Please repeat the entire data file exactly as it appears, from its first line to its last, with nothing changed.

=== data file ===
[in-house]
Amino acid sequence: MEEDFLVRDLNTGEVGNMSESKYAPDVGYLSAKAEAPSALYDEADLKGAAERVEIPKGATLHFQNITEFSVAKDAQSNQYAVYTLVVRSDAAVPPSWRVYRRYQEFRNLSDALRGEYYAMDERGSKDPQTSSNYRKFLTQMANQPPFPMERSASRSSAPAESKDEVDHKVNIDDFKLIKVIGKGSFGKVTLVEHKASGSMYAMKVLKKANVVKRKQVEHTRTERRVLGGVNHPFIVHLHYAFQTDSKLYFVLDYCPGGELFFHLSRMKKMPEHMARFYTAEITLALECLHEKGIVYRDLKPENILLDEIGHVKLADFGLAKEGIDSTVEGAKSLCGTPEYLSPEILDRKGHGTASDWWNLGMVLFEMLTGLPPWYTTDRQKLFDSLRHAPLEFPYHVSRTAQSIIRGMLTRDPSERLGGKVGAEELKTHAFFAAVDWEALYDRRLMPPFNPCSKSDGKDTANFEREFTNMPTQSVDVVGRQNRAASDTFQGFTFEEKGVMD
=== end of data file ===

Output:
[in-house]
Amino acid sequence: MEEDFLVRDLNTGEVGNMSESKYAPDVGYLSAKAEAPSALYDEADLKGAAERVEIPKGATLHFQNITEFSVAKDAQSNQYAVYTLVVRSDAAVPPSWRVYRRYQEFRNLSDALRGEYYAMDERGSKDPQTSSNYRKFLTQMANQPPFPMERSASRSSAPAESKDEVDHKVNIDDFKLIKVIGKGSFGKVTLVEHKASGSMYAMKVLKKANVVKRKQVEHTRTERRVLGGVNHPFIVHLHYAFQTDSKLYFVLDYCPGGELFFHLSRMKKMPEHMARFYTAEITLALECLHEKGIVYRDLKPENILLDEIGHVKLADFGLAKEGIDSTVEGAKSLCGTPEYLSPEILDRKGHGTASDWWNLGMVLFEMLTGLPPWYTTDRQKLFDSLRHAPLEFPYHVSRTAQSIIRGMLTRDPSERLGGKVGAEELKTHAFFAAVDWEALYDRRLMPPFNPCSKSDGKDTANFEREFTNMPTQSVDVVGRQNRAASDTFQGFTFEEKGVMD